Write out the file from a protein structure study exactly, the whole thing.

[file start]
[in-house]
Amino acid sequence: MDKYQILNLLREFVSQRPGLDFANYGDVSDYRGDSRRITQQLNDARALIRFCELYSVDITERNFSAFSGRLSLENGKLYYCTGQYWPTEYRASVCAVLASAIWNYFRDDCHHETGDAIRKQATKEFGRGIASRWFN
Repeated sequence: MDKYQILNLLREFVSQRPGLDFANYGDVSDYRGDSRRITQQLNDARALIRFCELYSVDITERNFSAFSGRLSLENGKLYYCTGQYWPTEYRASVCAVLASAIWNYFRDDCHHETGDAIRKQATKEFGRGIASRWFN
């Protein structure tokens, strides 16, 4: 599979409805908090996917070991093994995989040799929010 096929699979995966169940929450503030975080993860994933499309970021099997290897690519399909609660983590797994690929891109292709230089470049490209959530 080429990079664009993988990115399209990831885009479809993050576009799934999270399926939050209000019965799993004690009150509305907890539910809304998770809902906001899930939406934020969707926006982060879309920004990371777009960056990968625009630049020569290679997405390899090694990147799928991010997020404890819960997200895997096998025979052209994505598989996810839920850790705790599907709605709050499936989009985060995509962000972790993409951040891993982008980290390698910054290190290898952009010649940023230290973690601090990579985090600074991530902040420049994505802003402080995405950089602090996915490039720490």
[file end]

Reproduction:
[in-house]
Amino acid sequence: MDKYQILNLLREFVSQRPGLDFANYGDVSDYRGDSRRITQQLNDARALIRFCELYSVDITERNFSAFSGRLSLENGKLYYCTGQYWPTEYRASVCAVLASAIWNYFRDDCHHETGDAIRKQATKEFGRGIASRWFN
Repeated sequence: MDKYQILNLLREFVSQRPGLDFANYGDVSDYRGDSRRITQQLNDARALIRFCELYSVDITERNFSAFSGRLSLENGKLYYCTGQYWPTEYRASVCAVLASAIWNYFRDDCHHETGDAIRKQATKEFGRGIASRWFN
């Protein structure tokens, strides 16, 4: 599979409805908090996917070991093994995989040799929010 096929699979995966169940929450503030975080993860994933499309970021099997290897690519399909609660983590797994690929891109292709230089470049490209959530 080429990079664009993988990115399209990831885009479809993050576009799934999270399926939050209000019965799993004690009150509305907890539910809304998770809902906001899930939406934020969707926006982060879309920004990371777009960056990968625009630049020569290679997405390899090694990147799928991010997020404890819960997200895997096998025979052209994505598989996810839920850790705790599907709605709050499936989009985060995509962000972790993409951040891993982008980290390698910054290190290898952009010649940023230290973690601090990579985090600074991530902040420049994505802003402080995405950089602090996915490039720490």